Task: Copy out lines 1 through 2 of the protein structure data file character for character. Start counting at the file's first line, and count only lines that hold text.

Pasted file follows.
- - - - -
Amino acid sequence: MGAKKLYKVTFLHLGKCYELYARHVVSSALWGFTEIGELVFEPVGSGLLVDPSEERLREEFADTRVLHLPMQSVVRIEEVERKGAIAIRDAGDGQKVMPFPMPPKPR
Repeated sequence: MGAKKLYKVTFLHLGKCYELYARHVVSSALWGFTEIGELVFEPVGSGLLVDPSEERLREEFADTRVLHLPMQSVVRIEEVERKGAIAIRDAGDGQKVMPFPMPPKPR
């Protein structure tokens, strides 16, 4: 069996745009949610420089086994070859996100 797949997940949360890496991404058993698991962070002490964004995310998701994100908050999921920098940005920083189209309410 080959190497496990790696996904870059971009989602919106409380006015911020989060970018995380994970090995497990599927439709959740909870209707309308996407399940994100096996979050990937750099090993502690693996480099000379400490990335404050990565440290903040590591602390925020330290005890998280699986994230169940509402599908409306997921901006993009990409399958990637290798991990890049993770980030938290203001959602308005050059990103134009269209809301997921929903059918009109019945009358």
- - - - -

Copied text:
Amino acid sequence: MGAKKLYKVTFLHLGKCYELYARHVVSSALWGFTEIGELVFEPVGSGLLVDPSEERLREEFADTRVLHLPMQSVVRIEEVERKGAIAIRDAGDGQKVMPFPMPPKPR
Repeated sequence: MGAKKLYKVTFLHLGKCYELYARHVVSSALWGFTEIGELVFEPVGSGLLVDPSEERLREEFADTRVLHLPMQSVVRIEEVERKGAIAIRDAGDGQKVMPFPMPPKPR